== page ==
22 July 2019
Research in Regenerative Medicine proposes a quality control framework for umbilical cord blood-sourced allografts
The recent study from Burst Biologics challenges existing standards and outlines future safety and potency benchmarks.
The prestigious peer-reviewed journal Regenerative Medicine has announced the publication of the original research article from Burst Biologics (ID, USA) entitled, “Characterization of an umbilical cord blood sourced product suitable for allogeneic applications.” The article provides a comprehensive overview of the quality attributes, clinical suitability and efficacy of BioBurst Rejuv, an umbilical cord blood (UCB)-sourced allograft, defined as a tissue graft from a donor of the same species.
Previous research has demonstrated that UCB contains cytokines and growth factors, components that are integral to bone consolidation and tissue repair.
“This current study addresses the unmet need for a uniform quality control framework to determine clinical suitability and safety of cord blood allografts,” said Christopher D. Jones, CEO of Burst Biologics and a corresponding author of the paper. “This is the first known published report enumerating the tests to address identity, purity, safety and potency for a UCB sourced allograft.”
The study reports on exosome-based therapy, which may be the next quantum leap in regenerative medicine, a field focused on replacing or regenerating human cells, tissue or organs, to restore or establish normal function. The published article identifies a unique liaison among the UCB-sourced allograft, host mesenchymal stem cells (MSCs) and their secreted exosomes that influences tissue regeneration in vivo.
“Based on these findings, clinical suitability of cord blood allografts must account for the non-cellular components while evaluating their promising role in tissue regeneration,” stated Jones. “This study brings us one step closer to optimizing the bounds of regenerative medicine.”
In the study, the identity of BioBurst Rejuv was established by use of flow cytometry, a mass spectrometry-based proteomic approach and protein multiplexing testing. Microbiological screenings, graft-versus-host disease testing, and endotoxin values were used to assess safety and purity.
The non-cellular components were found to be effective in promoting cell proliferation, migration and neutralizing redox-stress in vivo and MSCs treated with a UCB-sourced allograft demonstrated boosted potential for tissue regeneration. The UCB-sourced allograft was also found to be functionally stable up to 2 years when stored at optimum conditions.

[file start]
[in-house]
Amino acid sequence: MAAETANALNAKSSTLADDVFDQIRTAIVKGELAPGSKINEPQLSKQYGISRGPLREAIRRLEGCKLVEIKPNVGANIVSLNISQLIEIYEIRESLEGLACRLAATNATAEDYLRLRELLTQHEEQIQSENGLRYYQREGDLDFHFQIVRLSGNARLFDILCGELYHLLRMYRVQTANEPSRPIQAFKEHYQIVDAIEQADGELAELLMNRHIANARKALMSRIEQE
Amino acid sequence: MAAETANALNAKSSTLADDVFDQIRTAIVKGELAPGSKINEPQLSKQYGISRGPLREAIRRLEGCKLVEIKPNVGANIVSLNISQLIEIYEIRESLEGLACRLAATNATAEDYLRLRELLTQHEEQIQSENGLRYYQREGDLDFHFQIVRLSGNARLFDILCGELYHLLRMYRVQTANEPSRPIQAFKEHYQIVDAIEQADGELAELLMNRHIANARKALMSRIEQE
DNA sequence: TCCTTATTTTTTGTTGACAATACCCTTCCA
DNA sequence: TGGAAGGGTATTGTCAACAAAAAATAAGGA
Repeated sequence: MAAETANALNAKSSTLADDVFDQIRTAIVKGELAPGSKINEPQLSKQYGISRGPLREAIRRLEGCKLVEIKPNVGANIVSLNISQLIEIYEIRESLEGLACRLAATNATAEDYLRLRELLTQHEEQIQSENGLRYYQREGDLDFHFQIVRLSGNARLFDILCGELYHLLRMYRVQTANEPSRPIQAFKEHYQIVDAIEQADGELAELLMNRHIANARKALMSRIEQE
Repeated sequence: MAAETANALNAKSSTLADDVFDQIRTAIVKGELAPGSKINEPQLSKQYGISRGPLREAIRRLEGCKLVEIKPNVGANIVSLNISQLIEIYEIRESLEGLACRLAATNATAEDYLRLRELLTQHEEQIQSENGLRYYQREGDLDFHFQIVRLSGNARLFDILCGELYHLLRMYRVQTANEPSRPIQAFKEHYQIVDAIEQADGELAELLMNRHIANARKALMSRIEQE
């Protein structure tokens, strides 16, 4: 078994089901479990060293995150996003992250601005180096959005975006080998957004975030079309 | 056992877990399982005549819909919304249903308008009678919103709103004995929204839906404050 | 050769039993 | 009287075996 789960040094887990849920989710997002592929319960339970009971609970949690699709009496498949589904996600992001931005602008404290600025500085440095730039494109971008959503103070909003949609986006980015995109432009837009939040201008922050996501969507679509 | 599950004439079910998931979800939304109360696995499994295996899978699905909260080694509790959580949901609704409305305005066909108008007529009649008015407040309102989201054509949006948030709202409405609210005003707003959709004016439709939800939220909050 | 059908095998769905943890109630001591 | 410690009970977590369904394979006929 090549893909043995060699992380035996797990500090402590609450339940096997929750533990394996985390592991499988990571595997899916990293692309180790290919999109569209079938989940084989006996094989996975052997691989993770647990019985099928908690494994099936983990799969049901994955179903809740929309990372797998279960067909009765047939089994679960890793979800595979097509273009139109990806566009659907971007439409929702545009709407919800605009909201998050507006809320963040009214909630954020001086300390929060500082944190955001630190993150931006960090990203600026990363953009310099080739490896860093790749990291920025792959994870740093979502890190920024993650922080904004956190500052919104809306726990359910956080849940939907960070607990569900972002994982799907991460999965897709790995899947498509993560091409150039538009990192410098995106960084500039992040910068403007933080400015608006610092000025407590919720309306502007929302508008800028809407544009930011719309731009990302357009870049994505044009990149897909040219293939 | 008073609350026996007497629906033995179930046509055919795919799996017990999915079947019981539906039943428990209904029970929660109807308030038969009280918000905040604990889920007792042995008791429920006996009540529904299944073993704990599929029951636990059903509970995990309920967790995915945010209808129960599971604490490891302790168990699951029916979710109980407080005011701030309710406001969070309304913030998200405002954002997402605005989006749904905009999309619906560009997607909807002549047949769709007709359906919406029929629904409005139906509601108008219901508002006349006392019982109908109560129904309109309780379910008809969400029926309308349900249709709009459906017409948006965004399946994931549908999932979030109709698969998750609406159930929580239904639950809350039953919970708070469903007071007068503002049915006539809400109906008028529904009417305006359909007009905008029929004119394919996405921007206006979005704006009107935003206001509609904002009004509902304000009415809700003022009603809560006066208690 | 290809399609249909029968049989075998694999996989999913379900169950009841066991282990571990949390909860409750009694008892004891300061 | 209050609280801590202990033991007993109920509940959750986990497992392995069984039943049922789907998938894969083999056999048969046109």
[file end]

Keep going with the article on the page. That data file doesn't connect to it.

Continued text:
“Burst Biologics has been pioneering research and product development since its inception,” said Jones. “We are committed to exploring the unique attributes of UCB components and developing future applications that improve lives.”
About Regenerative Medicine
Regenerative Medicine (IF: 2.383 (2018)) is part of the internationally recognized Future Medicine portfolio and is supported by a multidisciplinary, international editorial board comprising leading researchers and opinion leaders from academia and industry, including Senior Editor Chris Mason (UCL, UK), and Associate Editors Robert Lanza (Astellas GRM, CA, USA), Phillipe Menasché (Hôpital Européen Georges Pompidou, FR), Gail Naughton (Histogen Inc., CA, USA) and Glyn Stacey (International Stem Cell Banking Initiative, UK).
Regenerative Medicine focuses on the entire spectrum of approaches in regenerative medicine, including small molecule drugs, biologics, biomaterials, tissue engineering, and cell and gene therapies. The peer-reviewed journal uniquely supports this important area of biomedical science and healthcare by publishing the very best research and opinion, encompassing all aspects of the sector ranging from discovery research to clinical development and commercialization.
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